Installing VMware Tools in a Linux virtual machine on Centos 7 and Red Hat 7

To install VMware Tools in a Linux guest operating system using Compiler:

1-Ensure that your Linux virtual machine is powered on.

2- If you are running a GUI interface, open a command shell.

Note: Log in as a root user, or use the sudo command to complete each of these steps.

3-Click VM in the virtual machine menu, then click Guest > Install/Upgrade VMware Tool

4-Click OK.

Note: In some cases, verify that the CDROM device is Connected from within the Edit Settings option of the virtual machine.

5-  To create a mount point, run:

mkdir /mnt/cdrom

6- To mount the CDROM, run:

mount /dev/cdrom /mnt/cdrom

7- To copy the Compiler gzip tar file to a temporary local directory, run:

cp /mnt/cdrom/VMwareTools-version.tar.gz /tmp/

Where version is the VMware Tools package version.

8-  To determine the version of VMware tools, run:

ls /mnt/cdrom

You see output similar to:

# VMwareTools-5.0.0-12124.tar.gz

9- To change to the tmp directory and extract the contents of the tar file into a new directory called vmware-tools-distrib, run:

cd /tmp
tar -zxvf VMwareTools-version.tar.gz

10- To change directory to vmware-tools-distrib and run the PERL script to install VMware Tools, run:

cd vmware-tools-distrib

Complete the screen prompts to install the VMware Tools. Options in square brackets are default choices and can be selected by pressing Enter.
To compile VMware Tools successfully, you need gcc Compiler and Linux Kernel sources provided by your Linux distribution. Consult your Linux distribution documentation for details on methods to install these packages.
It is normal for the console screen to go blank for a short time during the installation when the display size changes.
Some warnings or errors are normal, like when a files does not exist.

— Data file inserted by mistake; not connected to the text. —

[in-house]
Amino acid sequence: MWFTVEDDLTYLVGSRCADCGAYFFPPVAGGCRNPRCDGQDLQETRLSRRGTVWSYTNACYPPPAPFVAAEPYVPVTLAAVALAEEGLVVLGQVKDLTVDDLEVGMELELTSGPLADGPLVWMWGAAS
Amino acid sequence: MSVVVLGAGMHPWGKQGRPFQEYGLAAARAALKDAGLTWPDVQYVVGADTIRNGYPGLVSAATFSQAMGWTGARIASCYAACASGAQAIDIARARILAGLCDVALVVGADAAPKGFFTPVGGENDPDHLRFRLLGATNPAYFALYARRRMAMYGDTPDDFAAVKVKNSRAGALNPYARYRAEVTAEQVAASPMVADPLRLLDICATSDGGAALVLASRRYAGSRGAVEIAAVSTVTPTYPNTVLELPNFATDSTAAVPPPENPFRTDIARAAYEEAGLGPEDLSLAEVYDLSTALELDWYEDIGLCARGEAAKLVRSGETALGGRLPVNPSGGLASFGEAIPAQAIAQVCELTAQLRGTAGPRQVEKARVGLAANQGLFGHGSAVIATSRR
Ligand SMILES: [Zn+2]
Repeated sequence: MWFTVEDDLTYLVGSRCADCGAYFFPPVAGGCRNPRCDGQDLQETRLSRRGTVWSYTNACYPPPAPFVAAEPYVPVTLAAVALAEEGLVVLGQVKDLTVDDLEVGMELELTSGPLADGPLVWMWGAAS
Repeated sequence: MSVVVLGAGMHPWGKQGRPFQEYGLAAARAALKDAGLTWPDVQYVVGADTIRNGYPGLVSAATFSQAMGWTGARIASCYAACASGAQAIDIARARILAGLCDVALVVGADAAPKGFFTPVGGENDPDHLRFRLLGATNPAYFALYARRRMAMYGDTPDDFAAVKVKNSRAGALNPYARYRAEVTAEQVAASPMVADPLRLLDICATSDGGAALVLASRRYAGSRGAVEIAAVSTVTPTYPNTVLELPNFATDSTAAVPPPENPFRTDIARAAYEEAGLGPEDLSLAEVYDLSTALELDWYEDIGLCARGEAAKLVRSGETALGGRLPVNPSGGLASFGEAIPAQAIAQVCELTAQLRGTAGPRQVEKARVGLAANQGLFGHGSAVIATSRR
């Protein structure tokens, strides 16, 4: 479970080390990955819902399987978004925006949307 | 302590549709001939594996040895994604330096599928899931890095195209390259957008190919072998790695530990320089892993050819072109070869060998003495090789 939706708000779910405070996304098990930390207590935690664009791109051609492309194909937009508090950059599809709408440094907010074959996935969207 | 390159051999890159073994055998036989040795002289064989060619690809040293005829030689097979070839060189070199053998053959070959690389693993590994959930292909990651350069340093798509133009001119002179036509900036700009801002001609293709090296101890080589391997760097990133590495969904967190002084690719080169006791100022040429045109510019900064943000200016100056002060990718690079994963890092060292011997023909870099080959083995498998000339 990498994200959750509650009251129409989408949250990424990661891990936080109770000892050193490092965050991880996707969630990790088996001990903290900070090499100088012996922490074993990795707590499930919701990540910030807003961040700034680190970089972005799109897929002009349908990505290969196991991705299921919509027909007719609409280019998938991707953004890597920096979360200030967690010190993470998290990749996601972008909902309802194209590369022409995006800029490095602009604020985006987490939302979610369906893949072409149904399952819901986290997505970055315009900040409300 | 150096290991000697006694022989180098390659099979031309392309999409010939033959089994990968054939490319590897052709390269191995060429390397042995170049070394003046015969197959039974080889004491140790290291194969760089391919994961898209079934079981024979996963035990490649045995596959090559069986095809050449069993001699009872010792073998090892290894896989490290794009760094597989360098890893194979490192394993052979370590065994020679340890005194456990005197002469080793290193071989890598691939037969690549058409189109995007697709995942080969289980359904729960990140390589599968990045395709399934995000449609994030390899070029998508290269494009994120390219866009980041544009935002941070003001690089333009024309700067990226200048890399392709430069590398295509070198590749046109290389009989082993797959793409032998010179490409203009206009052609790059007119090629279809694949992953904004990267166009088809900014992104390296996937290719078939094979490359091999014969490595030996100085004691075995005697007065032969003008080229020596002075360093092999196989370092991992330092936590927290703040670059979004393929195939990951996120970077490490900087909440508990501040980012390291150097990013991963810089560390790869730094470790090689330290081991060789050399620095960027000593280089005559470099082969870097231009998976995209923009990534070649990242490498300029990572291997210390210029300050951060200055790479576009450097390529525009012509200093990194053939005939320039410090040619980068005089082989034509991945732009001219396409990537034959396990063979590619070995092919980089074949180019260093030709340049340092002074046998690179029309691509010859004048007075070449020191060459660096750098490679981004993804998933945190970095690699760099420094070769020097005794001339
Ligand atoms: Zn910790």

Depending on the Linux distribution, your network service might restart after installation. VMware recommends that you invoke this command from the console and not remotely.

11- If you are running a GUI interface, restart your X Window session for any mouse or graphics changes to take effect.

12-  To start VMware Tools running in the background during an X Window session, run:

/usr/bin/vmware-toolbox &

13- Depending on your environment, you may need to unmount the CD-ROM. To unmount the CD-ROM, run:

umount /mnt/cdrom

14- Depending on your environment, you may need to manually end the VMware Tools installation. To end the VMware Tools install, click VM in the virtual machine menu, then click Guest > End VMware Tools Install.

15-To remove VMware Tools installation packages, run:

rm /tmp/VMwareTools-version.tar.gz
rm -rf /tmp/vmware-tools-distrib

That is all

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How to set a static MAC address on VMware ESXi virtual machine

Question: I want to assign a static MAC address to a virtual machine (VM) on VMware ESXi. However, when I attempt to start a VM with a static MAC address, the VM fails to start and throws an error “The MAC Address entered is not in the valid range. Valid values are between “xx:xx:xx:xx:xx:xx” and “xx:xx:xx:xx:xx”.

When you create a VM on VMware ESXi, each network interface of the VM is assigned a dynamically generated MAC address. If you want to change this default behavior and assign a static MAC address to your VM, here is how to do it.


As you can see above, VMware’s vSphere GUI client already has a menu for setting a static MAC address for a VM. However, this GUI-based method only allows you to choose a static MAC address from 00:50:56:xx:xx:xx, which is VMware-reserved MAC address range. If you attempt to set any arbitrary MAC address outside this MAC range, you will fail to launch the VM, and get the following error.


Fortunately, there is a workaround to this limitation. The solution is, instead of using vSphere GUI client, editing .vmx file of your VM directly, after logging in to the ESXi host.

First, turn off the VM to which you want to assign a static MAC address.

Enable SSH access to your ESXi host if you haven’t done it already. Then log in to the ESXi host via SSH.

Move to the directory where your VM’s .vmx file is located:

# cd vmfs/volumes/datastore1/[name-of-vm]

Open .vmx file with a text editor, and add the following fields. Replace the MAC address field with your own.

#ethernet0.addressType = "static"
#ethernet0.checkMACAddress = "false"
#ethernet0.address = "00:0c:29:1f:4b:ac"

Now you should be able to launch a VM with the static MAC address you defined in .vmx file.

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